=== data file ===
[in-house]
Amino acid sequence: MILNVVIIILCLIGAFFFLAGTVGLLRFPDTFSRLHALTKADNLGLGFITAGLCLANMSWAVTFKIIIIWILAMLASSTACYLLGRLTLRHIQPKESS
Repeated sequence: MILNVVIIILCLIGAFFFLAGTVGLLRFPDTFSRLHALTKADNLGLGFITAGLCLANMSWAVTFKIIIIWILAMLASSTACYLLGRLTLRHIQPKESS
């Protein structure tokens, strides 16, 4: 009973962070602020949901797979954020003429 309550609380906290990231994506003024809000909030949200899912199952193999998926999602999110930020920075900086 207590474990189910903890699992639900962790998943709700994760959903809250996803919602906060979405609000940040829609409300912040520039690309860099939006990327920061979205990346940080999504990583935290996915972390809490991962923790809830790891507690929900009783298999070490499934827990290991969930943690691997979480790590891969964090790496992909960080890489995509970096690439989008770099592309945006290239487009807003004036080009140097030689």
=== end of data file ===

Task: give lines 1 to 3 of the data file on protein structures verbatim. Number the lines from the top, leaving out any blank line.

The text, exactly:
[in-house]
Amino acid sequence: MILNVVIIILCLIGAFFFLAGTVGLLRFPDTFSRLHALTKADNLGLGFITAGLCLANMSWAVTFKIIIIWILAMLASSTACYLLGRLTLRHIQPKESS
Repeated sequence: MILNVVIIILCLIGAFFFLAGTVGLLRFPDTFSRLHALTKADNLGLGFITAGLCLANMSWAVTFKIIIIWILAMLASSTACYLLGRLTLRHIQPKESS